Working women may be more honest than working men about how little they know about their life insurance coverage and their life insurance needs.
The MetLife unit of MetLife Inc., New York (NYSE:MET), commissioned a firm to conduct telephone surveys of 500 employed U.S. adults who have life insurance earlier this summer.
About 12% of the men interviewed and 21% of the women admitted that they have no idea how much coverage they have.
But MetLife found that men and women had similar views about coverage needs.
The conventional wisdom is that workers need enough life insurance to cover outstanding debt plus 5 years of salary.
About 54% of the women interviewed and 47% of the men said enough insurance to cover outstanding debt plus 3 years of salary ought to be enough.
In other insurance data news:
- Unum Group Corp., Chattanooga, Tenn. (NYSE:UNM), suggests that employers might want to try to use the 2012 benefits open enrollment season communications and benefits offerings to improve employee morale.
When the company commissioned a survey of 1,712 employed adults in December 2010, right after the last open-enrollment season, it found that only 63% of of the employees thought their employers valued their work, down from 70% in 2008.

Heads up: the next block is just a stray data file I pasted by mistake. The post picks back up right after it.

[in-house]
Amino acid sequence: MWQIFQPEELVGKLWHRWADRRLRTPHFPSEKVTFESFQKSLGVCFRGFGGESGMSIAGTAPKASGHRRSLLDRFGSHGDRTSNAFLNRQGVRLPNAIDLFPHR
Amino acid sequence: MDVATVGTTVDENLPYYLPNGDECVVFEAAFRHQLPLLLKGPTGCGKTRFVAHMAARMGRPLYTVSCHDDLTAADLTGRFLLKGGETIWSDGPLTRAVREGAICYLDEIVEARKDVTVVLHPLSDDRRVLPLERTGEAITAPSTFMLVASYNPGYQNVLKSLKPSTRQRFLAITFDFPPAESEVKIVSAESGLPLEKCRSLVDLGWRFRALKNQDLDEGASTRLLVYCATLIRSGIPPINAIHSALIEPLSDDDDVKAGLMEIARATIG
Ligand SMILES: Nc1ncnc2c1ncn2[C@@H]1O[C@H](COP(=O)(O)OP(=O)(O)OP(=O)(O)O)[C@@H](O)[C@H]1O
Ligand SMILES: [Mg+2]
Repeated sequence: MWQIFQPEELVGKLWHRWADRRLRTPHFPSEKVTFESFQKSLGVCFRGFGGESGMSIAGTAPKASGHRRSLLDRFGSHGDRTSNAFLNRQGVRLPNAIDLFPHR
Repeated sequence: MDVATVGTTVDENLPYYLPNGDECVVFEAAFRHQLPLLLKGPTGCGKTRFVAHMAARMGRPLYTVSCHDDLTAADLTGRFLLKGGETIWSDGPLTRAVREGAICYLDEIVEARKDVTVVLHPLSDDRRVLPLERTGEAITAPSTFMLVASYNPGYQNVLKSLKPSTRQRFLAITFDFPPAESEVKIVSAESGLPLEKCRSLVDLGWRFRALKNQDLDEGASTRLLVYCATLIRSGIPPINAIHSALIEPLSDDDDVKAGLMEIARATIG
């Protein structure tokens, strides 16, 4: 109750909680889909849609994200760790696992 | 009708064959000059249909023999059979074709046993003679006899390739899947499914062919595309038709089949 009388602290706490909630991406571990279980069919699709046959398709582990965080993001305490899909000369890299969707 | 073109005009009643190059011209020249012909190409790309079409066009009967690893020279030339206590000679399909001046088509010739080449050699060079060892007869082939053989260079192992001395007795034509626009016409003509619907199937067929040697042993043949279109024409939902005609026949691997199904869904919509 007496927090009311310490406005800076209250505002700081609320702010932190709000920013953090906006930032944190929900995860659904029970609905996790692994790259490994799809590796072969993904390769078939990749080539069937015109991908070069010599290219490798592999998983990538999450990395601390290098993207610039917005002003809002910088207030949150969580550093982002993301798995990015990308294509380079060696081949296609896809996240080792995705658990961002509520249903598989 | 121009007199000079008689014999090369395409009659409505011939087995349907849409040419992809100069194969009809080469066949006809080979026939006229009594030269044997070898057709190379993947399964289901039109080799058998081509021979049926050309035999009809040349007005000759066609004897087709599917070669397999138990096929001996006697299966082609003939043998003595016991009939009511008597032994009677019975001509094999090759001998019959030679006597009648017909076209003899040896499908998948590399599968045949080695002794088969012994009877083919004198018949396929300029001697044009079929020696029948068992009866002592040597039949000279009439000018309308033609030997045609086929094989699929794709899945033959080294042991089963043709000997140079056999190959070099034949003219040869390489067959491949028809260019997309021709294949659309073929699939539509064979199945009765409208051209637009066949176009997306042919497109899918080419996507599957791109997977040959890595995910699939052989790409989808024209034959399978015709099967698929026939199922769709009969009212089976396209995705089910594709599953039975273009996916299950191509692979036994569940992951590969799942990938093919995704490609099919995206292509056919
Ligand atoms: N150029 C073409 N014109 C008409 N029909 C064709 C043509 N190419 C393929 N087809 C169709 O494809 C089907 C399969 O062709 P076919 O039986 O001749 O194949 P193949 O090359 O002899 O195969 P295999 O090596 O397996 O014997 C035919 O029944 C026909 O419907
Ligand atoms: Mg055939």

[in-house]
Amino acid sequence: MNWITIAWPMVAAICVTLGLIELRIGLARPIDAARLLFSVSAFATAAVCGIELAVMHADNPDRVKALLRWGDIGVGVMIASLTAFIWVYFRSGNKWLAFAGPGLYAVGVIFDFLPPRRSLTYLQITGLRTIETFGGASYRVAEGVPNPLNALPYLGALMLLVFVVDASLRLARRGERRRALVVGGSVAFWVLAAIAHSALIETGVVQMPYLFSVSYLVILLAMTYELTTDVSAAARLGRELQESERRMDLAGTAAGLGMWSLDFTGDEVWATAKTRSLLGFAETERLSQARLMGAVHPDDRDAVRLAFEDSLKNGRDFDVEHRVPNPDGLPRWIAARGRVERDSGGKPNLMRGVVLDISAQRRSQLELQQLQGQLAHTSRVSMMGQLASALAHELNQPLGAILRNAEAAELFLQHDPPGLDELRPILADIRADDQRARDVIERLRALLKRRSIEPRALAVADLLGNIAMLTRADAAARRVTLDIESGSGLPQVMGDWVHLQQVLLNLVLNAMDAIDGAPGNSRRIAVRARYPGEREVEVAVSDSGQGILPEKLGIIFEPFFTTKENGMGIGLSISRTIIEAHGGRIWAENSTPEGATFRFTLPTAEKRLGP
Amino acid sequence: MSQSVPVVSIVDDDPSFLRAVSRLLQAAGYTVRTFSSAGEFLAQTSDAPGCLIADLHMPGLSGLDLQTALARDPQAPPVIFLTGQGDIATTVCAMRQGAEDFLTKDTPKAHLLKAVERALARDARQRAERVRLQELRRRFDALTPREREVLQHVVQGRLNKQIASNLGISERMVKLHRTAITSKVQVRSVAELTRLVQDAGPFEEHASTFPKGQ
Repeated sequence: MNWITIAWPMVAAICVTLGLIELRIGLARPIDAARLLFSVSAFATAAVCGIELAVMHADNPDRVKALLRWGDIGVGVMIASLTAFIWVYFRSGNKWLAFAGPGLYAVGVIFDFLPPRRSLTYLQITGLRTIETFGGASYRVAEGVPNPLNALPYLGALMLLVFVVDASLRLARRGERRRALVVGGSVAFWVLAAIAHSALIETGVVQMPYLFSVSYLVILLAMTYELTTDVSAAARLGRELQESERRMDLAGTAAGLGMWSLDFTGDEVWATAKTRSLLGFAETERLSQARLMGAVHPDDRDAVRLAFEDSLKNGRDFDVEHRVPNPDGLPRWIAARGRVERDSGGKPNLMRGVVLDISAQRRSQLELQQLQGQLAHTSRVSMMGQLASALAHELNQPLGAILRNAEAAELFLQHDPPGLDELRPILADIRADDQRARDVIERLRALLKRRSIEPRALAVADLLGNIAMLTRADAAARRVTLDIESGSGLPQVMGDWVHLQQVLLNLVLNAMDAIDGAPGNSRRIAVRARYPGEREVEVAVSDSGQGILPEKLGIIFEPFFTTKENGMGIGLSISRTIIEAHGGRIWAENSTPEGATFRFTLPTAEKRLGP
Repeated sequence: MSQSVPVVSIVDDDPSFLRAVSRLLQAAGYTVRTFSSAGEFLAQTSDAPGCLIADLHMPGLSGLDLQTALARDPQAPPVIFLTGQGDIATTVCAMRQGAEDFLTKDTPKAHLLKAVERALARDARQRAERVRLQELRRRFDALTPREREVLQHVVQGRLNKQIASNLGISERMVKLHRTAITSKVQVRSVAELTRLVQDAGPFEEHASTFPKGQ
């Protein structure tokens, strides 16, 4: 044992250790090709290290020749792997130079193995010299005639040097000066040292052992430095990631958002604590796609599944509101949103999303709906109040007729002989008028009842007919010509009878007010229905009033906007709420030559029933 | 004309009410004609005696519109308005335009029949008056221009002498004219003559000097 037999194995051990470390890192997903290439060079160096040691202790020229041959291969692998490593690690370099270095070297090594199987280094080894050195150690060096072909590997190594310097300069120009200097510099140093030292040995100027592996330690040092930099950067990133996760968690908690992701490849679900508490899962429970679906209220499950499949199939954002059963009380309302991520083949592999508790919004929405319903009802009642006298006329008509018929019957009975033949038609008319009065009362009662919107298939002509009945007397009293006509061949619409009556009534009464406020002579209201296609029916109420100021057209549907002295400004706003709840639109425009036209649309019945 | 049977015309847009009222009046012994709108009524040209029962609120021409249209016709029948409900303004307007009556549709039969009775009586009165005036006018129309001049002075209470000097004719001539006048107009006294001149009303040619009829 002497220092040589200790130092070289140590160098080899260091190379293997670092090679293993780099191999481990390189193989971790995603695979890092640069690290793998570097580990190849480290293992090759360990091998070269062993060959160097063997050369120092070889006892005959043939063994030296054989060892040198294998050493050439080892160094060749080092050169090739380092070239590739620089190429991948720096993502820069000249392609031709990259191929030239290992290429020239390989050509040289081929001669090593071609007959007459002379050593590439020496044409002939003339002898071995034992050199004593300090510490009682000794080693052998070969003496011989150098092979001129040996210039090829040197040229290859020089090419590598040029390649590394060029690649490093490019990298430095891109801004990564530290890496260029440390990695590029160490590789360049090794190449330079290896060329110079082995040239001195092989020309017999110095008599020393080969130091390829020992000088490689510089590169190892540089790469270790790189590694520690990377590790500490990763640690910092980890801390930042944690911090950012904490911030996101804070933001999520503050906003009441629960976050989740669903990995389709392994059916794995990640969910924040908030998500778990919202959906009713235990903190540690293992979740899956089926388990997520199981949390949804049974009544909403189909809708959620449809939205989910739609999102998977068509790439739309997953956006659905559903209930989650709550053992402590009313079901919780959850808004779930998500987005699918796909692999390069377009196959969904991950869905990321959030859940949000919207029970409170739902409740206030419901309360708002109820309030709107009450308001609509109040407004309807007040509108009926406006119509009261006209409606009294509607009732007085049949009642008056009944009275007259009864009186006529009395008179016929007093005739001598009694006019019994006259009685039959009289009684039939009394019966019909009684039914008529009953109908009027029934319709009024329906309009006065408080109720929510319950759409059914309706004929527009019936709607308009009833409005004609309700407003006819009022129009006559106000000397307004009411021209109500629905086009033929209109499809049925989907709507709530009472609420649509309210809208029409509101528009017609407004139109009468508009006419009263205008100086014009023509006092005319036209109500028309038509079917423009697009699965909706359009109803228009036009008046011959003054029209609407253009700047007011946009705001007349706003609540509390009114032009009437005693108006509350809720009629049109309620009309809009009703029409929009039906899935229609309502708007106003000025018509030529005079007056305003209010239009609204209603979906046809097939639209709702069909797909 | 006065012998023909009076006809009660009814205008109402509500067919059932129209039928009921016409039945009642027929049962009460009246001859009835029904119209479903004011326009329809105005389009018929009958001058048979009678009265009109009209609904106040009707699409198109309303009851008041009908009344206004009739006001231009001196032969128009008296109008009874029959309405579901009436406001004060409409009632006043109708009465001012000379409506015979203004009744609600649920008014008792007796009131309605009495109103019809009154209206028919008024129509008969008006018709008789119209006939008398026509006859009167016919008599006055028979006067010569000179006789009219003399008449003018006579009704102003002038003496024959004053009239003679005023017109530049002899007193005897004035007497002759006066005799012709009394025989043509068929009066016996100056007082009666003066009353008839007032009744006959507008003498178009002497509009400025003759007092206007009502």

The percentage of workers who said they thought their employers cared about their well-being dropped to 56%, from 63%.
The percentage of workers who said they had received printed benefits information dropped to about 50%, from 70%, and the percentage who reported having online access to materials fell to 36%, from 51%.
- Sherlock Company, Gwynedd, Pa., says administrative expenses for core services at 7 large third-party administrators it analyzed amounted to 98% of fees in 2010.
Administrative expenses averaged$18.72 per employee per month, Sherlock says.
Core medical product costs averaged $22.15 per employee per month.
- Allison Bell
Other survey coverage from National Underwriter Life & Health:
- LIMRA: Seniors Fear Public Policy Changes
- IRI: Economy Clouds Boomer Retirement Expectations
- Sun Life Survey: Investors are Modifying Retirement Plans to Meet Expenses
- Study: Financial Professionals are not Connecting with Americans in Midmarket
- Survey: Teens are Not Learning about Money Management from Parents